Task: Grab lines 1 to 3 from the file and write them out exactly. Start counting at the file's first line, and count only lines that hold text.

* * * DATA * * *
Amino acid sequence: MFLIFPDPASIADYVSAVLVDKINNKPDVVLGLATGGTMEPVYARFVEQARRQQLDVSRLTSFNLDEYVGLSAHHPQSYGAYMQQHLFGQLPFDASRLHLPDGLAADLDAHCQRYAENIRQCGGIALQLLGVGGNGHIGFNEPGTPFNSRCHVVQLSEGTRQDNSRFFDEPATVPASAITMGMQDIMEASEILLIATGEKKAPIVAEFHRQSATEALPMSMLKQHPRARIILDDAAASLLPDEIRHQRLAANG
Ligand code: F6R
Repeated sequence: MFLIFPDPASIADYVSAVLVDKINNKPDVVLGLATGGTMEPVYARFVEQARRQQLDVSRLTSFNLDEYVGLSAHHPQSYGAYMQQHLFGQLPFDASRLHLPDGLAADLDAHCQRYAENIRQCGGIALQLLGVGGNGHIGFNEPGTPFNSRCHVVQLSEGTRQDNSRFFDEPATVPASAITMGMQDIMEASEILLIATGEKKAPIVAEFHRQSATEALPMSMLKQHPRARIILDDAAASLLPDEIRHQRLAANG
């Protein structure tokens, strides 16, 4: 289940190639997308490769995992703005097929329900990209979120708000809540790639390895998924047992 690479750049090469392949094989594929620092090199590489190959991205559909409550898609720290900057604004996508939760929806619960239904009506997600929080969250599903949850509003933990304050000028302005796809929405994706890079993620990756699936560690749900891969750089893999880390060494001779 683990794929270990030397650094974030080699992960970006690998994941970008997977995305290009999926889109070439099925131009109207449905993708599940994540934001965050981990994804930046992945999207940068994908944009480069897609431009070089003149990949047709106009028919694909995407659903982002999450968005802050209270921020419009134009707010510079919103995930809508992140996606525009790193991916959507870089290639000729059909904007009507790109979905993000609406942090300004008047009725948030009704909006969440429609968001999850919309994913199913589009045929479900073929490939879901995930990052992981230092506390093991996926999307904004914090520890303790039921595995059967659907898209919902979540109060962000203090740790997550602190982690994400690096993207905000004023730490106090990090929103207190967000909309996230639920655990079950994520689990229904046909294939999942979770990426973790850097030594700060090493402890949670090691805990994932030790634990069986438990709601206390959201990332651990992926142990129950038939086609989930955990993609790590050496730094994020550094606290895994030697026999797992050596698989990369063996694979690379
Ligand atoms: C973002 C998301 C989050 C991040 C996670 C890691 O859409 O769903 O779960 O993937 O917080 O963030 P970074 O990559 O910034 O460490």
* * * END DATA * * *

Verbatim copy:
Amino acid sequence: MFLIFPDPASIADYVSAVLVDKINNKPDVVLGLATGGTMEPVYARFVEQARRQQLDVSRLTSFNLDEYVGLSAHHPQSYGAYMQQHLFGQLPFDASRLHLPDGLAADLDAHCQRYAENIRQCGGIALQLLGVGGNGHIGFNEPGTPFNSRCHVVQLSEGTRQDNSRFFDEPATVPASAITMGMQDIMEASEILLIATGEKKAPIVAEFHRQSATEALPMSMLKQHPRARIILDDAAASLLPDEIRHQRLAANG
Ligand code: F6R
Repeated sequence: MFLIFPDPASIADYVSAVLVDKINNKPDVVLGLATGGTMEPVYARFVEQARRQQLDVSRLTSFNLDEYVGLSAHHPQSYGAYMQQHLFGQLPFDASRLHLPDGLAADLDAHCQRYAENIRQCGGIALQLLGVGGNGHIGFNEPGTPFNSRCHVVQLSEGTRQDNSRFFDEPATVPASAITMGMQDIMEASEILLIATGEKKAPIVAEFHRQSATEALPMSMLKQHPRARIILDDAAASLLPDEIRHQRLAANG